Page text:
Dolphin safe labels attempt to reassure consumers fish and other marine products have been caught in a dolphin-friendly way. The original deal with "Dolphin safe" labels was brokered in the 1980s between marine activists and the major tuna companies, and involved decreasing incidental dolphin kills by up to 50% by changing the type of nets being used to catch the tuna. It should be noted that the dolphins are netted only while fishermen are in pursuit of smaller tuna. Albacore are not netted this way, making albacore the only truly dolphin-safe tuna.
Loud underwater noises, such as those resulting from naval sonar use, live firing exercises, or certain offshore construction projects, such as wind farms, may be harmful to dolphins, increasing stress, damaging hearing, and causing decompression sickness by forcing them to surface too quickly to escape the noise.
Relationships with humans
Fresco of Dolphins, ca. 1600 BC, from Knossos, Crete. Dolphins have long played a role in human culture. Dolphins are common in Greek mythology and there are many coins from ancient Greece which feature a man or boy or deity riding on the back of a dolphin. The Ancient Greeks welcomed dolphins; spotting dolphins riding in a ship s wake was considered a good omen. In Hindu mythology, the Ganges River Dolphin is associated with Ganga, the deity of the Ganges river.
Flipper]]. In more recent times, the 1963 film Flipper and the subsequent 1964 television series popularized dolphins in Western society. The series, created by Ivan Tors, portrayed a dolphin as a kind of seagoing version of Lassie, the collie made popular in the 1950s TV series. Flipper was a Bottlenose Dolphin who understood commands and always behaved heroically. Flipper was remade as a film in 1996.
The 1973 movie The Day of the Dolphin portrays kidnapped dolphins performing a naval military assassination using explosives. This was also explored in the similarly named The Simpsons Treehouse of Horror episode, "Night of the Dolphin", where Lisa frees a dolphin at an aquarium exhibit and unwittingly initiates their plan to overthrow the land-dwellers and live in their place. The 1990s science fiction television series seaQuest DSV featured a bottle-nose named Darwin who could communicate using a vocoder, a fictional invention which translated clicks and whistles to English and back.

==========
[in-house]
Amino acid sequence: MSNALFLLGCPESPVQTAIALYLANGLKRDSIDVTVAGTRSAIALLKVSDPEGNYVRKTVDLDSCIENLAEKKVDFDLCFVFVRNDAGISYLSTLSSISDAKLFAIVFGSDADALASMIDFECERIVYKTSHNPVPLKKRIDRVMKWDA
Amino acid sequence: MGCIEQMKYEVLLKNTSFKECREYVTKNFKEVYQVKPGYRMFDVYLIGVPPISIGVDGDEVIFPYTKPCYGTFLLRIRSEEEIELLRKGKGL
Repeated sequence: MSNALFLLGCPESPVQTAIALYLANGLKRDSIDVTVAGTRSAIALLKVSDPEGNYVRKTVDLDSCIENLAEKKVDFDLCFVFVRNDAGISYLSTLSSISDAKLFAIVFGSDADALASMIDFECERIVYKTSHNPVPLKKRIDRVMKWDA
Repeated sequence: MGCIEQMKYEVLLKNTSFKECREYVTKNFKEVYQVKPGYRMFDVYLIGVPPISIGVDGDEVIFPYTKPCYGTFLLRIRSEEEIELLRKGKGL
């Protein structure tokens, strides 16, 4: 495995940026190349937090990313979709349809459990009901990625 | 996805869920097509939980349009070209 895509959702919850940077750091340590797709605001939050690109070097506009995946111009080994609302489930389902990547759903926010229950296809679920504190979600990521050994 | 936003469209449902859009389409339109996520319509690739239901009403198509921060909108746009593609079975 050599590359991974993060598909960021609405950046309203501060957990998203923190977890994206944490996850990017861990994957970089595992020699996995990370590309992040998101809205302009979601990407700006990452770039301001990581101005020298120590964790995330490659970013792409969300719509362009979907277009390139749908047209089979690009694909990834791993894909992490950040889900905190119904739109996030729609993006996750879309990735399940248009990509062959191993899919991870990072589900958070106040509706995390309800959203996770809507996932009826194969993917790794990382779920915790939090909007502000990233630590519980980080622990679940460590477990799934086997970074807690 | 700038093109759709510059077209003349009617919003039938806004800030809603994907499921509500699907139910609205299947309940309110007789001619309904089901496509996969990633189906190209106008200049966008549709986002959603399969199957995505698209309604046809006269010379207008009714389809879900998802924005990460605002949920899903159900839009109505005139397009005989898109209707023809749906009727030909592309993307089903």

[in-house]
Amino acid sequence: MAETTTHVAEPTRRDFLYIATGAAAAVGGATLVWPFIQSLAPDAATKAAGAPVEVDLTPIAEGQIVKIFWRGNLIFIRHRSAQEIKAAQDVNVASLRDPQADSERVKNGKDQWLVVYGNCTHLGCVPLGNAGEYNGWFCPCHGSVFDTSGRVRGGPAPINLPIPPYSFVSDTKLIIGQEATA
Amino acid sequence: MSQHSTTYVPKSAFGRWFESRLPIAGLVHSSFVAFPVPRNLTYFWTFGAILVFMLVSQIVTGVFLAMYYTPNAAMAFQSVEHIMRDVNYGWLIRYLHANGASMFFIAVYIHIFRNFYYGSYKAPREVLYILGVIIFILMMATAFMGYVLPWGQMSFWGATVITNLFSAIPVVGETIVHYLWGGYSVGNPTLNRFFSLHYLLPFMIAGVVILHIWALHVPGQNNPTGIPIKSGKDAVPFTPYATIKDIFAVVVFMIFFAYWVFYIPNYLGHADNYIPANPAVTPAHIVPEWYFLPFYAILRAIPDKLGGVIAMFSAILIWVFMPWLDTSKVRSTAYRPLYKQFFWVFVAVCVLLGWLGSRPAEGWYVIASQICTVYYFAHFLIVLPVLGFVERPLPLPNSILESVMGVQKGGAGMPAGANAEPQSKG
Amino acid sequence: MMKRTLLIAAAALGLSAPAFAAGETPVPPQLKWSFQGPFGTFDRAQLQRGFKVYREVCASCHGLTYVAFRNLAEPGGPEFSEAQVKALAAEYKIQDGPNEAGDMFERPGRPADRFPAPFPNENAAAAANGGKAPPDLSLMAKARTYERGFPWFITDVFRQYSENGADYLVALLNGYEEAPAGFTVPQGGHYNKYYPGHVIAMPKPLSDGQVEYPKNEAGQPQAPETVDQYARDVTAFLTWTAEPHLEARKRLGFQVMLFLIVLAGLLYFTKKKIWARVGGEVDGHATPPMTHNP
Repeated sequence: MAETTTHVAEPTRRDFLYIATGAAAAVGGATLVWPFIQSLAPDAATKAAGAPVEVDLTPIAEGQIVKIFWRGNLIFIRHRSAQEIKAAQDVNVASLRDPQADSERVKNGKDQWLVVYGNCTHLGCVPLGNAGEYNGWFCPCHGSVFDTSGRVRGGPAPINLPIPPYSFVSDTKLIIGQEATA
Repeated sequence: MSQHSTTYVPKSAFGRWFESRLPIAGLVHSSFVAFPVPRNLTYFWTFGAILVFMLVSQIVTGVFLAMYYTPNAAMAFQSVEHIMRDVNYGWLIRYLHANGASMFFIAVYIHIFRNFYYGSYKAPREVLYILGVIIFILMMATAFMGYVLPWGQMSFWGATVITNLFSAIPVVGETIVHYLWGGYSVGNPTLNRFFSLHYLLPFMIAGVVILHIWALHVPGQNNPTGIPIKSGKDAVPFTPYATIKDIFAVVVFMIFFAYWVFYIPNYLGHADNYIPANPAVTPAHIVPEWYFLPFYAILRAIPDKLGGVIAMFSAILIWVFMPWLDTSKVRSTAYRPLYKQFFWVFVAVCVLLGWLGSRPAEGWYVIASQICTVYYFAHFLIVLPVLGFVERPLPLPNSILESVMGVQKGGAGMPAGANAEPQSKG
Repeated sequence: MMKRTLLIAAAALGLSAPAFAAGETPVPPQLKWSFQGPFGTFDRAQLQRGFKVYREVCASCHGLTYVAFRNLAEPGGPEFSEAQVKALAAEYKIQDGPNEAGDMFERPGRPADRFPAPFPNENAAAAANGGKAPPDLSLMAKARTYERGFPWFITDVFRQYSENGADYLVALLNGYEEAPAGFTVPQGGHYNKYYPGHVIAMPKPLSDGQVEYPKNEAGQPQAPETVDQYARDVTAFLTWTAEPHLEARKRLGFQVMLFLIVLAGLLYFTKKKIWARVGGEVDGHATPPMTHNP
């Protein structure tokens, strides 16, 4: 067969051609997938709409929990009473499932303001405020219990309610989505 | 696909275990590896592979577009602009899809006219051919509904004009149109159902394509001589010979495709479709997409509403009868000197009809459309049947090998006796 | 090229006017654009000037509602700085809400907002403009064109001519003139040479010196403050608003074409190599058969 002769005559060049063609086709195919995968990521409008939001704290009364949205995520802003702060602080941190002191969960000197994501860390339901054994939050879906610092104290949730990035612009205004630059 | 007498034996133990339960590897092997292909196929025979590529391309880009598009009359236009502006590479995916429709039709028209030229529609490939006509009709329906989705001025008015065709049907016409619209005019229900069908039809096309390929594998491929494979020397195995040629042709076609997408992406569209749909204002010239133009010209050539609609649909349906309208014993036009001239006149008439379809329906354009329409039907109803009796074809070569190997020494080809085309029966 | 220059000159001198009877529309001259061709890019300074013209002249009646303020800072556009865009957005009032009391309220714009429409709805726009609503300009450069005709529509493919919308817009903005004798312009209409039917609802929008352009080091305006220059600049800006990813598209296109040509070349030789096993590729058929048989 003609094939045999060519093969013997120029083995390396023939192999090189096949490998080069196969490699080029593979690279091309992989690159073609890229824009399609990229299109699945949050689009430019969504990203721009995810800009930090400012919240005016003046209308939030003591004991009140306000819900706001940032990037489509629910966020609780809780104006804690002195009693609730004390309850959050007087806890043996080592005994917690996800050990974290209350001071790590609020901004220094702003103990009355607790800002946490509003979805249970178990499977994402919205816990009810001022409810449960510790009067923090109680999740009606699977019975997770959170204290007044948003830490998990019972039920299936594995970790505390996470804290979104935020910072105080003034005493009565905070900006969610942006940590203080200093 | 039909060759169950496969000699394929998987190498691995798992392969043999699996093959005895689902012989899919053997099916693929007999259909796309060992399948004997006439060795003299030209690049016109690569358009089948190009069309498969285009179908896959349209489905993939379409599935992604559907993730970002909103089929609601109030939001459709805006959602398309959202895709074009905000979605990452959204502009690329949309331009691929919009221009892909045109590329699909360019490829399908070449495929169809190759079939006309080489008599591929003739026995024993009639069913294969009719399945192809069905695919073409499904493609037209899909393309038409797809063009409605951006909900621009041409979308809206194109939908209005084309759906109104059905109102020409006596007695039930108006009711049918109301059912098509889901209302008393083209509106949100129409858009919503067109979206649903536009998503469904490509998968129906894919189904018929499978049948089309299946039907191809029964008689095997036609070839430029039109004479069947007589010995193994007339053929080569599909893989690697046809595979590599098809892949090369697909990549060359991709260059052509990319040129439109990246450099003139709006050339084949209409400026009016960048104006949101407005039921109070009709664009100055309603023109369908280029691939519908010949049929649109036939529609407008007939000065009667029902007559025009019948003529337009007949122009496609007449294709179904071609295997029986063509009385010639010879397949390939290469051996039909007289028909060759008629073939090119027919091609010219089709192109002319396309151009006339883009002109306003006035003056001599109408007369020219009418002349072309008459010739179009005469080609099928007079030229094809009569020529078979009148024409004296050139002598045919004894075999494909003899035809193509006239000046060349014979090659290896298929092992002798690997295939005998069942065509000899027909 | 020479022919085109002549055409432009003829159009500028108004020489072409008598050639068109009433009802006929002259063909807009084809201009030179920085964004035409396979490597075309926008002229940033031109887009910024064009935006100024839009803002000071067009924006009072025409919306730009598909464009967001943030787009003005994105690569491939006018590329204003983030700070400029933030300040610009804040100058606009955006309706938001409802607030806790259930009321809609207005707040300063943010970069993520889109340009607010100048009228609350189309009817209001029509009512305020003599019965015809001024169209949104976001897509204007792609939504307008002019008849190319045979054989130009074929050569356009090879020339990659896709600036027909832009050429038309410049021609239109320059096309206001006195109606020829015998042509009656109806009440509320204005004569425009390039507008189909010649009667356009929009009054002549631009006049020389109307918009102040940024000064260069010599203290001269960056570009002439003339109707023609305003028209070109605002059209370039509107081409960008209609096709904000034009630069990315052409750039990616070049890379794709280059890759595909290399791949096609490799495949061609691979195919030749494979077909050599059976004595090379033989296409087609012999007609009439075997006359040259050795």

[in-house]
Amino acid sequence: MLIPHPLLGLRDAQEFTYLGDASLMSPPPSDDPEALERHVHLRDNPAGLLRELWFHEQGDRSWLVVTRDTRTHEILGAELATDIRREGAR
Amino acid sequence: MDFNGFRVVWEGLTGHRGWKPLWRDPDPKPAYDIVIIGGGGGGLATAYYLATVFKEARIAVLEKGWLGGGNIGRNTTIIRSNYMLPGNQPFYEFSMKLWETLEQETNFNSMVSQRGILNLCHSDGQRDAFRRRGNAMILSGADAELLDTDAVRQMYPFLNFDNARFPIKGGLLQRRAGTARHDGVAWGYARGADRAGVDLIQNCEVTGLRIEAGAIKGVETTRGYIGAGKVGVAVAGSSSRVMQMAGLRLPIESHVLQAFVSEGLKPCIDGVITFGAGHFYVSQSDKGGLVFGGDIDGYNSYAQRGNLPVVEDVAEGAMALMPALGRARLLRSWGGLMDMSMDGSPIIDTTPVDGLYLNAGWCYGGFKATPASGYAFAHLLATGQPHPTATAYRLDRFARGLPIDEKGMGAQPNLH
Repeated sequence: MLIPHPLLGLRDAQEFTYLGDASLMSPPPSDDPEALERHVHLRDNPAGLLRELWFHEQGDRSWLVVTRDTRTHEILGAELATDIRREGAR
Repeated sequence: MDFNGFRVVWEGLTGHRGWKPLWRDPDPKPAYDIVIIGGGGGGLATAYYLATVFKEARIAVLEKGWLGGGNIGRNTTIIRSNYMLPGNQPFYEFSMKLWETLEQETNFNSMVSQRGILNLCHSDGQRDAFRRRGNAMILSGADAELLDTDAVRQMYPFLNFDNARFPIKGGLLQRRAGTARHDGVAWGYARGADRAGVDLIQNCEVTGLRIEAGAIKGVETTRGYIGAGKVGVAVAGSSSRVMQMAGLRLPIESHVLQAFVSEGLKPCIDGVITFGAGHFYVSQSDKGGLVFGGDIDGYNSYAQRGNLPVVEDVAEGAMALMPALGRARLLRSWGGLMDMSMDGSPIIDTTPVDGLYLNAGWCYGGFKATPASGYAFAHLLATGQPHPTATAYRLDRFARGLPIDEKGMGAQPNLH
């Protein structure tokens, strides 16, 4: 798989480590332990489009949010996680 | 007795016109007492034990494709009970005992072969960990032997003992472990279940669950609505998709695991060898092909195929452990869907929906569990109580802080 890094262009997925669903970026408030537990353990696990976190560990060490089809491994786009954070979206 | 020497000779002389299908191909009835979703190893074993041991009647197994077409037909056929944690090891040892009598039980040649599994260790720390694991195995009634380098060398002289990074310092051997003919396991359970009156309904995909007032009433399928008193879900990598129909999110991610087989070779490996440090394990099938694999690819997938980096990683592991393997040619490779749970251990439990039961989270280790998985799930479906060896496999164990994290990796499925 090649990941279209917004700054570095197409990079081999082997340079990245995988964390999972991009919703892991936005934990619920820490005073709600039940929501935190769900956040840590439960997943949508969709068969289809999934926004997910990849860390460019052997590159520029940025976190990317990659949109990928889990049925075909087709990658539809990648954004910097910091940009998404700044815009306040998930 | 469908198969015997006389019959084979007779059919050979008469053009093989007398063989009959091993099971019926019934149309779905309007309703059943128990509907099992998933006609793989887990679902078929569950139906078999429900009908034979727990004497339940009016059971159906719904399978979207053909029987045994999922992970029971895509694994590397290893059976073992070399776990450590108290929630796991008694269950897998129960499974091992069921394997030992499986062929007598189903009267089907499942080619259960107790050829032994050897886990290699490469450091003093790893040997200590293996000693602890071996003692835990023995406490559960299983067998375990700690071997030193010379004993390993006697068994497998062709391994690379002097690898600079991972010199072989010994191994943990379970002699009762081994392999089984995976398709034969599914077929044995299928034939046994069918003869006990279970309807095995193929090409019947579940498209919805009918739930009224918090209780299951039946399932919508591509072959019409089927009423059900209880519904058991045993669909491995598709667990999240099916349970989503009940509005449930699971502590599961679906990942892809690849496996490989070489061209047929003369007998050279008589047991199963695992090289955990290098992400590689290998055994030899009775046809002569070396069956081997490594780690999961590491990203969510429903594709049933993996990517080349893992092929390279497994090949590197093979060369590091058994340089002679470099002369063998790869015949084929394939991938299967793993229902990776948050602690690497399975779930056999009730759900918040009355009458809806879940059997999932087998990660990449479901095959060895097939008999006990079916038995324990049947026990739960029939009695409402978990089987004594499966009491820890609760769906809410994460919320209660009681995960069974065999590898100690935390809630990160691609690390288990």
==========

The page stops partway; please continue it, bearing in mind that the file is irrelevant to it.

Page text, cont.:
The 1995 movie Johnny Mnemonic portrays an ex-military dolphin named Jones who tries to find a password for Johnny by decrypting data in the latter's head.
Killer whales have also been portrayed in film, though to a lesser extent than bottlenosed dolphins. The 1977 horror movie Orca portrayed killer whales as intelligent and capable of pair-bonding and aggressive behavior. In the movie, a male killer whale takes revenge on fishermen after they kill his mate. The 1993 movie Free Willy made a star of the Orca playing Willy, Keiko.
The renewed popularity of dolphins in the 1960s resulted in the appearance of many dolphinaria around the world, making dolphins accessible to the public. Criticism and animal welfare laws forced many to close, although hundreds still exist around the world. In the United States, the best known are the SeaWorld marine mammal parks.
Organizations such as the Mote Marine Laboratory rescue and rehabilitate sick, wounded, stranded or orphaned dolphins, while others, such as the Whale and Dolphin Conservation Society and Hong Kong Dolphin Conservation Society, work on dolphin conservation and welfare. India has declared the Dolphin as its national aquatic animal in an attempt to protect the endangered Ganges River Dolphin. The Vikramshila Gangetic Dolphin Sanctuary has been created in the Ganges river for the protection of the animals.